Empathy: Don’t Judge Before Knowing Someone

In 2009, I had a full schedule of science classes in the university in order to get my credits completed to be able to start nursing school. Every Monday, Wednesday and Friday I had an Anatomy and Physiology class that lasted four hours.

For a personality like me, sitting for four hours in a non interactive lecture can can be brutal. I have had some professors in the past that can make the college experience enjoyable, but some professors know how to put you directly to sleep.

For this Anatomy and Physiology class, I had a woman professor that had to be in her mid 40s. From the very first day of class I could not figure her out. When she showed up to class she didn’t necessarily seem like she wanted to be there. She was smart, had lots of interesting things to say, but many of her comments were directed towards negativity, even though I don’t even think she realized she was doing it.

At many times she would become irritated by the littlest things and have reactions a little bit too emotional, and for this reason, many people in the class had a very negative image of her. I remember hearing people on breaks talk about her and her attitude, wishing that anyone in the world was our professor, except her. People would make comments such as,

“She is terrible person! She needs to find her job in another field away from people. With her random outburst of frustration over things, she needs to seriously be on some heavy anti depressant medication.”

The majority of the class was pretty much fed up with her by the middle of the semester and avoided her at all costs.

One day she came into class looking worse than she’s ever looked before. She took a deep breath, forced a smile and began the class. However, this time something wasn’t right.

In most classes there tends to be that one person who is very direct and honest, and doesn’t necessarily seem to have a filter on their mouth. A middle aged man in our class stood up in front of everyone, looked directly at her and said in a mean voice, “What is wrong with you? You don’t need to be here if you don’t like your job. All of us feel the same way.”

In that moment, she stood there frozen and her chin began to tremble.

I knew that she was trying to keep a very professional appearance, like she always does, but this time tears began to roll down her face. With as much sincerity and as I’ve ever seen from someone, she began cry and open up on what has happened over the last 6 months.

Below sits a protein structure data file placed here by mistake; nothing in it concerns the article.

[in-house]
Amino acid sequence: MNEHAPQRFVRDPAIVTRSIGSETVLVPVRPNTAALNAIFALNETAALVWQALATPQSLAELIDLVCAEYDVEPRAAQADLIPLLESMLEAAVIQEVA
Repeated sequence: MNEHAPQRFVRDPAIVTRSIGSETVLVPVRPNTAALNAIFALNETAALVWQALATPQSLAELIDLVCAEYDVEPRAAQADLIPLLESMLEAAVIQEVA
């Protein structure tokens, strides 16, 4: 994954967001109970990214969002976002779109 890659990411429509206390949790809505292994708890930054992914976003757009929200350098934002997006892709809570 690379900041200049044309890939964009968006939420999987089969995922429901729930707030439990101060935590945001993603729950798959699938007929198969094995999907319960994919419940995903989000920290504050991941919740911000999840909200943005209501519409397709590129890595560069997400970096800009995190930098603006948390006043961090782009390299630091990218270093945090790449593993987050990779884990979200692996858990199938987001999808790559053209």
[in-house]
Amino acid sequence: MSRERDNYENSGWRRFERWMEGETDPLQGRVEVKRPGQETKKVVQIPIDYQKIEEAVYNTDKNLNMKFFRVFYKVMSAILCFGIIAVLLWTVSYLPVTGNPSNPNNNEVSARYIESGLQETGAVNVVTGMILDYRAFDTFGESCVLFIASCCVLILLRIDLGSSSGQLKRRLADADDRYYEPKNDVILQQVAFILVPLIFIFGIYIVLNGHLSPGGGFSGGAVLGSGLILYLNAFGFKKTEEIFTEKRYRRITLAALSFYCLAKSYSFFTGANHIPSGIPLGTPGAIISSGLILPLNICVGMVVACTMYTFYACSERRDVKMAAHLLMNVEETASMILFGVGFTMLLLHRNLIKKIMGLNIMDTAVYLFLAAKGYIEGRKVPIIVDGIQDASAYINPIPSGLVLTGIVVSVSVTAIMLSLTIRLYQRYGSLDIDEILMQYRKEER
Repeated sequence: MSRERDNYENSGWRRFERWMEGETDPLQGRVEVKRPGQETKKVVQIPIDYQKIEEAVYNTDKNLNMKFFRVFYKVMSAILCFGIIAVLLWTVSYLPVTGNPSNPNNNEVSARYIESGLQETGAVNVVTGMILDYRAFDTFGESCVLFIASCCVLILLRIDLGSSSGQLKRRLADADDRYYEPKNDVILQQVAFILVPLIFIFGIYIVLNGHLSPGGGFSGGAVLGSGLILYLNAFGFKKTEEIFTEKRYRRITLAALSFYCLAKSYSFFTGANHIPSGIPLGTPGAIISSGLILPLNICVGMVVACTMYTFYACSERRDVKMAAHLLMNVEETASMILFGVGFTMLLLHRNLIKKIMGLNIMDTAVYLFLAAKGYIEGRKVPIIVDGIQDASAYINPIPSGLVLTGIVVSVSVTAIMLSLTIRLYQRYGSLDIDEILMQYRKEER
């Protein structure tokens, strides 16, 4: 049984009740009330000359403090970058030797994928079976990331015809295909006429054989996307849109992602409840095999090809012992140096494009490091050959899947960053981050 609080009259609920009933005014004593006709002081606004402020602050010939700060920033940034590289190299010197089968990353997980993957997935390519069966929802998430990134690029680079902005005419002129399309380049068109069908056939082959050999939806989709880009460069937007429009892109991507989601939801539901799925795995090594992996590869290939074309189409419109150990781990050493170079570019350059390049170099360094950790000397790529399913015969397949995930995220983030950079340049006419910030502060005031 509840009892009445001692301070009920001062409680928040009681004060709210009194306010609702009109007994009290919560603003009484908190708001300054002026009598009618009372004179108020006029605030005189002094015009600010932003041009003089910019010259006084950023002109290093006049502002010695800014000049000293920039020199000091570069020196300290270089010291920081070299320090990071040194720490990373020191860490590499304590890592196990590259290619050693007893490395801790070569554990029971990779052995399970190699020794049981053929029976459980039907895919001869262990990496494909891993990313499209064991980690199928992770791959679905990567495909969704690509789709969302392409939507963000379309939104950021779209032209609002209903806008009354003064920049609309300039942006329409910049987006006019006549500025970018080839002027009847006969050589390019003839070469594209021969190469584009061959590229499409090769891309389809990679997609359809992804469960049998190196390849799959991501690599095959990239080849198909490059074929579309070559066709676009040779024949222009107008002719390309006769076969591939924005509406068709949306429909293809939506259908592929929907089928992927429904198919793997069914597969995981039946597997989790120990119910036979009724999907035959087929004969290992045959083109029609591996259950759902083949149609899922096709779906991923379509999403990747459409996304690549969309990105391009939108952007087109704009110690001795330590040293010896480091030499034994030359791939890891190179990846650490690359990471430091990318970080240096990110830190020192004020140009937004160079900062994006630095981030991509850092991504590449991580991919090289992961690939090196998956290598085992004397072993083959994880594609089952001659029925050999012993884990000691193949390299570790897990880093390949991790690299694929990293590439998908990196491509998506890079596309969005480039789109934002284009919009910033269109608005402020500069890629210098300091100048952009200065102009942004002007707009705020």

We all sat with tears in her eyes as she told us about how she lost her only teenage daughter over the summer due to a drunk driver. During this whole semester it caused so much grief between her and her husband, that he decided it was too much to handle, and picked up and left her with nothing.

She realized that as much as she wanted to stay in bed and cry that she had to keep going with her life .

She was in financial problems due to the divorce and had no other options but to work. She had to force herself to get up each morning and put one foot in front of the other, regardless of the pain. After her little mini breakdown, the class felt so ashamed for the way they had judged our teacher for the previous two months.

Everyone tried to avoid her, made rude comments behind her back and completely isolated her, when all she needed was for someone to come up and tell her that they really cared about her.

What we learned is that she had a really amazing life with her daughter and husband and in just a blink of an eye she lost it all.

Through this situation I learned a very important lesson on the importance of finding out the whole story before making a judgment on someone. We don’t know what the person next to us is going through and that is why it’s so important to look at everyone with a heart of acceptance and take time to listen to their stories before jumping to conclusions and assuming they are just a bad or negative person. What you are usually find is that when someone has bad, irrational changes in behavior, it’s for a reason.

The next time you feel like being rude because someone does not treat you with the respect you want in a store, at school, work or wherever it may be, stop before you react and remember that behind everyone is a hidden story. 

 

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Sarah - thenomadicdreamer.comEmpathy: Don’t Judge Before Knowing Someone